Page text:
-- can be nested
y = let local x = 5 in let local y = x in y*2  -- sets y=10

-- useful when declaring closures this way
local func =
let
local x = 10
in function()
x = x + 1
return x
end

local y =
let local x = 0
for _,v in pairs(t) do x = x + v end
in  x+x^2+x^3

-- using let with tuple proposal
t[let x... = 1,2,3 in x] = true

-- if statments:
local y
if x == 1 then
print(x)
elseif let y = compute(x) in y > z then
print("more", y)
elseif y < -z then
print("less", y)
end
```

### Let...in with Metalua

The `let ... in ...` syntax has been implemented in Metalua. See , and particularly this one .

### Alternative Metalua proposal

In , another way to put statements where an expression is expected is presented. This Metalua extension defines a stat...end block, which can be put in an expression context. Its value as an expression is the parameter of the first return statement executed in the stat...end block.

Therefore, `stat <foo> bar` is semantically equivalent to `((function() foo end)())` in plain Lua. However, the Metalua implementation uses a much more efficient compilation, which doesn't involve the creation of a closure with upvalues.

For instance, `print(stat local x=21; return 2*x end)` will print 42, as would have the slower and less readable `print(((function()local x=21; return 2*x; end)()))`

### Hack: Expression Stack

Warning: the following is academic and isn't really recommended for most situations.

Let's define the following functions:

```local save, restore; do
local saved
save = function(value) saved = value; return true end
restore = function() return saved end
end
```

We can then do

```local z = save(x+y+z) and restore()^3 + restore() + math.sqrt(restore())
```

It's more terse, though at the expense of the function call overhead. That overhead might be removed if we made save/restore a built-in operation in Lua. It behaves somewhat like a stack as in [Forth] but with one element.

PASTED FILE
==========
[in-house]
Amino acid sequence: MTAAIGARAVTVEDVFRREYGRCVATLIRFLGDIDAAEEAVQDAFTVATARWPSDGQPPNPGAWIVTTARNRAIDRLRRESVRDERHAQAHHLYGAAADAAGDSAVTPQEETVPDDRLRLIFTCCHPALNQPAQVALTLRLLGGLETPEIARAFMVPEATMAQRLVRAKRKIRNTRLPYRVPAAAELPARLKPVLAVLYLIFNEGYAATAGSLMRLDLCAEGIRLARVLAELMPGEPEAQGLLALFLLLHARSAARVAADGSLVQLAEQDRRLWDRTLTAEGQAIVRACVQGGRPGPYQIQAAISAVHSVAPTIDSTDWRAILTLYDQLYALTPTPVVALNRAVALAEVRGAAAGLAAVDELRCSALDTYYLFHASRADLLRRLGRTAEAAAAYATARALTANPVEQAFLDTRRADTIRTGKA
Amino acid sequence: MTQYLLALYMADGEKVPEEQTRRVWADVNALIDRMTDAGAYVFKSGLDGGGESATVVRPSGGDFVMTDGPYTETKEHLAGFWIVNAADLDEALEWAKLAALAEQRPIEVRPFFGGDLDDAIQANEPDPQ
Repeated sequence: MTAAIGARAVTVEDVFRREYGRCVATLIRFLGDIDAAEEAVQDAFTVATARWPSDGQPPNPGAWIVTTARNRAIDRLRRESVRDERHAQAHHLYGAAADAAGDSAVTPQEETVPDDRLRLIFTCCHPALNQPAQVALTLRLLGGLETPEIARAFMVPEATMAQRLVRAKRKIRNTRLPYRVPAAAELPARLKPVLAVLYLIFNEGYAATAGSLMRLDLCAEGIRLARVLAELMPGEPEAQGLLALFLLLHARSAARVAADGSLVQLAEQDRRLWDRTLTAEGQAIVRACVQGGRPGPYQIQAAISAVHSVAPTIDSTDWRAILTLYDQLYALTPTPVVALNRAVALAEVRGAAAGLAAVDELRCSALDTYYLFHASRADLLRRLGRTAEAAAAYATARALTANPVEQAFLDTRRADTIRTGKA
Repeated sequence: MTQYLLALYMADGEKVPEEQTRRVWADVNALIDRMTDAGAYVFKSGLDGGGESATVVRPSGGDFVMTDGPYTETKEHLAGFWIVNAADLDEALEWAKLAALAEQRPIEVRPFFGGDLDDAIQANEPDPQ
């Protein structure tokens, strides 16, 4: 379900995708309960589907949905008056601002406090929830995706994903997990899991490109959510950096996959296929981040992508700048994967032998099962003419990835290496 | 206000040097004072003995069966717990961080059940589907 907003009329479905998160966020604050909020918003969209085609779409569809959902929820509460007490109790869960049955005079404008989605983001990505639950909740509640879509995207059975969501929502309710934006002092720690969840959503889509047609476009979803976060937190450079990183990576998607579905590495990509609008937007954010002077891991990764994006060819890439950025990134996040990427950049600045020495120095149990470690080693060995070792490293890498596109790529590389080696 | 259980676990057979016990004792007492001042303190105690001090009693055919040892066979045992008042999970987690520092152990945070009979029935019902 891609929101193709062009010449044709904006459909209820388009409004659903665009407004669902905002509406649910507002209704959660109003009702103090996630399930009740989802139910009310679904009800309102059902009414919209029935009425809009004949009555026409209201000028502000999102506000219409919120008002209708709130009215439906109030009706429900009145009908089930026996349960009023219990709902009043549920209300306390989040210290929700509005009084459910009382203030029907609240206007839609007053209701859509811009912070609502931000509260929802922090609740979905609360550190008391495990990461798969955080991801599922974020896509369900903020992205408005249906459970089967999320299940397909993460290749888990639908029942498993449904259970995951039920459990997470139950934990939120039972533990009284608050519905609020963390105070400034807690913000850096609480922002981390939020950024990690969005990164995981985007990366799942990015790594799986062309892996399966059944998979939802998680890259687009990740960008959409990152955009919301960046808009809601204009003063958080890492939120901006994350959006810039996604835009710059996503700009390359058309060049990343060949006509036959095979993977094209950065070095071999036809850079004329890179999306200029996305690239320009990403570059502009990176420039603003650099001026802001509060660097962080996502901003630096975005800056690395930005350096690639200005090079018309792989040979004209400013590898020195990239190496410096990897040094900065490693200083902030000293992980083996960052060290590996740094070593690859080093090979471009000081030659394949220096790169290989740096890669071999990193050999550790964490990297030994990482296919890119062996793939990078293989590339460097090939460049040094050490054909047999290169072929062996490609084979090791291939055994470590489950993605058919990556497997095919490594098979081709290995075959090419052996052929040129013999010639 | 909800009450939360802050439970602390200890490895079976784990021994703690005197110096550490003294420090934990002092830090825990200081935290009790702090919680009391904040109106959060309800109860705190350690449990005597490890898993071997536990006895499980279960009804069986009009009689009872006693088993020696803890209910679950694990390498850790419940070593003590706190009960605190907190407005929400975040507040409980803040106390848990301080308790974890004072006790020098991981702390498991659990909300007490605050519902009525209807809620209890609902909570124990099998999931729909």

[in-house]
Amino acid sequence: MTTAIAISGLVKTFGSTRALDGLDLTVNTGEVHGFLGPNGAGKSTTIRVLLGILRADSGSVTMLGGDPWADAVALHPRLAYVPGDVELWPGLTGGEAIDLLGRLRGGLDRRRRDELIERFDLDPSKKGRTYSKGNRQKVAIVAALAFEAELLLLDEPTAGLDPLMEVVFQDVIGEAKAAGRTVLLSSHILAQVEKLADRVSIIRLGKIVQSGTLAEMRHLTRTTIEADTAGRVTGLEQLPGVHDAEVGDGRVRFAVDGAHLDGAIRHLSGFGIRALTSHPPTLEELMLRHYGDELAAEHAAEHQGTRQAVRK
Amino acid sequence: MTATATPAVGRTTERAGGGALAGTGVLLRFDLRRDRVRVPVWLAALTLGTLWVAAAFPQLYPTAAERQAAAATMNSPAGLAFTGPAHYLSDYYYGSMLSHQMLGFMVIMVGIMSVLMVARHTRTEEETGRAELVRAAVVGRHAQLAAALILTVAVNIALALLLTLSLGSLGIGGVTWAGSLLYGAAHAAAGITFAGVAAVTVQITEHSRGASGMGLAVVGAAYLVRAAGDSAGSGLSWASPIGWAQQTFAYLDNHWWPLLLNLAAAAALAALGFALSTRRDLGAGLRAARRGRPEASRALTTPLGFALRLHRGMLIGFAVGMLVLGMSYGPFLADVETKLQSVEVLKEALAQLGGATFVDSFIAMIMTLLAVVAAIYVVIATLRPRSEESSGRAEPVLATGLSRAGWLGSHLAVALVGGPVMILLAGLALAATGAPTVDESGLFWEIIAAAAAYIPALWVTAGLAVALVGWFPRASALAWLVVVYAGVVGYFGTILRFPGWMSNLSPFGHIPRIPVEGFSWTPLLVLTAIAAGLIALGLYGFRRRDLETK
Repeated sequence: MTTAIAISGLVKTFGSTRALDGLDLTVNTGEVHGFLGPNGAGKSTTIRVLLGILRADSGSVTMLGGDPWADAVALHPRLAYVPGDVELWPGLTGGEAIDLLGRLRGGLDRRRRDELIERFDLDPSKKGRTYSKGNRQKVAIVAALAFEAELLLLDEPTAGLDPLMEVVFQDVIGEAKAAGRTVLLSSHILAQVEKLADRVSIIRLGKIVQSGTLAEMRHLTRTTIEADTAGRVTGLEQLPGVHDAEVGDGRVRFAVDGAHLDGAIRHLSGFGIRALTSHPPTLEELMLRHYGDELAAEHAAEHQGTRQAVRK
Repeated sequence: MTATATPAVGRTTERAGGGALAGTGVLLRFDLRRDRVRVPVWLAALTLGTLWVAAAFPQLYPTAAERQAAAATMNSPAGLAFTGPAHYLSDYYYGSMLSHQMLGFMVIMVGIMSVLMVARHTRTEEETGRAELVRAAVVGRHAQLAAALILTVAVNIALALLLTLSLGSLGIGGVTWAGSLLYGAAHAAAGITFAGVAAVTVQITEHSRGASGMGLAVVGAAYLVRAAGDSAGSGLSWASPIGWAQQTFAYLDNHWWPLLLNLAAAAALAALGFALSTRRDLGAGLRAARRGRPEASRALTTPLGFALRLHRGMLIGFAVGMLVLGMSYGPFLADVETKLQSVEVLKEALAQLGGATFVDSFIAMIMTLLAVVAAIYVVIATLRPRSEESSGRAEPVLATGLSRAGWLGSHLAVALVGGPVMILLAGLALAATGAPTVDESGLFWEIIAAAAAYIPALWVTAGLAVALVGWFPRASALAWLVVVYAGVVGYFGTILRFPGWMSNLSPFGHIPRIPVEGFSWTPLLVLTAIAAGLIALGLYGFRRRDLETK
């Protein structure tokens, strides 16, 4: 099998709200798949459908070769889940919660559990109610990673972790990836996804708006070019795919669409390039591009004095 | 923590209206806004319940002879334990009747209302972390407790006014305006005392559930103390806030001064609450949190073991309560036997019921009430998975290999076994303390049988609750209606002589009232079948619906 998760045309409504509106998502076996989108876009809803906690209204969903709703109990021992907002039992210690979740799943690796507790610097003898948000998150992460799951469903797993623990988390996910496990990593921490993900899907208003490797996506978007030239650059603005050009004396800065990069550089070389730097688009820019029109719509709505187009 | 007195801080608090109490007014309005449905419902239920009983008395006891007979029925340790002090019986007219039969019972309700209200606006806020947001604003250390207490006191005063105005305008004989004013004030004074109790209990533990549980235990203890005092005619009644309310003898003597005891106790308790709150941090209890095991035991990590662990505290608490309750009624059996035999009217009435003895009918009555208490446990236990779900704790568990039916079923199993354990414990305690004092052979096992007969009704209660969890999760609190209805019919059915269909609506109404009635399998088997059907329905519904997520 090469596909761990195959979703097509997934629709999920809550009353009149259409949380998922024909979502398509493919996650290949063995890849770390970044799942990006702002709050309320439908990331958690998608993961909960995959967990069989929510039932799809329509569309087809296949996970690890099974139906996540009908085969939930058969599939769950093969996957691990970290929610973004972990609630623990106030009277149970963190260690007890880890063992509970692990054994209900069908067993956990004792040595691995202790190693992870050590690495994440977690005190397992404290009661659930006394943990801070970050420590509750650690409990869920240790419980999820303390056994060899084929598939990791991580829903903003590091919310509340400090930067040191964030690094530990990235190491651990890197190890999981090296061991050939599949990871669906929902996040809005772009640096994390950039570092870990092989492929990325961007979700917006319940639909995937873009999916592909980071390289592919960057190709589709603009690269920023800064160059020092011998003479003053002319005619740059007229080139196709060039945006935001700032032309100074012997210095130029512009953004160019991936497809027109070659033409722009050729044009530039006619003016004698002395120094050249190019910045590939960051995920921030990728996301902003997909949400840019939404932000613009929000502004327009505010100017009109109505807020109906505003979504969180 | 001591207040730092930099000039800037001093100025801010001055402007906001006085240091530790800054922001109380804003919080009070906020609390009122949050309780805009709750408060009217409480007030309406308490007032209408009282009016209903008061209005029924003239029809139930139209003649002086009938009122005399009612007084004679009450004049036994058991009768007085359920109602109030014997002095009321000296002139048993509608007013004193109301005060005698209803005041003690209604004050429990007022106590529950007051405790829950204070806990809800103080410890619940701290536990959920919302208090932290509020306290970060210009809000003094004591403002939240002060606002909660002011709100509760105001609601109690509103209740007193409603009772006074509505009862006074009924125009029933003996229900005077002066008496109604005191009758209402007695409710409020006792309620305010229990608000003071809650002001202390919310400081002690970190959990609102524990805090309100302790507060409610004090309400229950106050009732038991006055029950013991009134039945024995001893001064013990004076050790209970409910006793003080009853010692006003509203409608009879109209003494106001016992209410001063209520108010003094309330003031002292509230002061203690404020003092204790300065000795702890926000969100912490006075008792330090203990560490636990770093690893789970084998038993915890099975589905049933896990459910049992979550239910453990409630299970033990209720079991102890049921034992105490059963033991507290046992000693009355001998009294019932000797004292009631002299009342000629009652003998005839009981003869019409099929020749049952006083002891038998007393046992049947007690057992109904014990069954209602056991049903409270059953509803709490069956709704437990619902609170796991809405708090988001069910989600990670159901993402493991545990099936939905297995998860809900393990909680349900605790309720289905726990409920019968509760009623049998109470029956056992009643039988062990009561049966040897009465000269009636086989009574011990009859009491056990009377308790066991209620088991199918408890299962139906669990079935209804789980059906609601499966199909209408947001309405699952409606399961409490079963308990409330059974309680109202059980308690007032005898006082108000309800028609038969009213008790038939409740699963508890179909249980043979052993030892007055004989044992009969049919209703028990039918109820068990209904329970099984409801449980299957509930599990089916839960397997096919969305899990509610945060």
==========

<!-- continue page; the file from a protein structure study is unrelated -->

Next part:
This concept might be extended to support more than one memory location:

```local save, restore do
local saved = {}
let = function(name, value) saved[name] = value; return true end
get = function(name) return saved[name] end
end
```

We can then do things like

```local z =
let('n', x+y+z) and
let('m', x^2+y^2+z^2) and
get('n')^3 + get('n') + math.sqrt(get('m'))
```

That seems like a complicated way of inefficiently reimplementing local variables, in which the variables aren't really local

Eventually we'd want to clear the saved table so it doesn't grow to infinity. There may be various approaches, such as using a circular queue or periodically clearing this table.

### Related stuff (older)

Here's another example:

```-- How I might like to write it
-- Assuming rotate_coordinates() returns a tuple of three numbers.
-- Note: Invalid Lua.
function transform_object(o)
return is_vector(o) and do
local x, y, z = rotate_coordinates(o[x], o[y], o[z])
return {x*2, y*2, z*2}
end or o*2
end
```

The values x, y, and z must be stored away in temporary variables before we can operate on them--that is, assuming we don't want to call rotate_coordinates three times:

```--Yuck
function transform_object(o)
return is_vector(o) and {
select(1, rotate_coordinates(o[x], o[y], o[z])) * 2,
select(2, rotate_coordinates(o[x], o[y], o[z])) * 2,
select(3, rotate_coordinates(o[x], o[y], o[z])) * 2
} or o*2
end
```

This may not seem very reccomended, but it's the best I could think of, sorry for your expressions not having syntax highlighting...

```function Let(statement)
local locals = {}
return function(In)
return function(expression)
if In == "In" or In == "in" then
table.insert(locals, statement)
local func = load(locals .. ' return ' .. expression)
return func()
else
error("'In' or 'in' expected near " .. In, 2)
end
end
end
end

val = Let 'local x = 10' 'In' 'x - x'
local val2 = Let 'local x = 9' 'In' 'x * x'
print(Let 'local x = 5' 'In' 'x + x')

print(val + 1 + val2)

```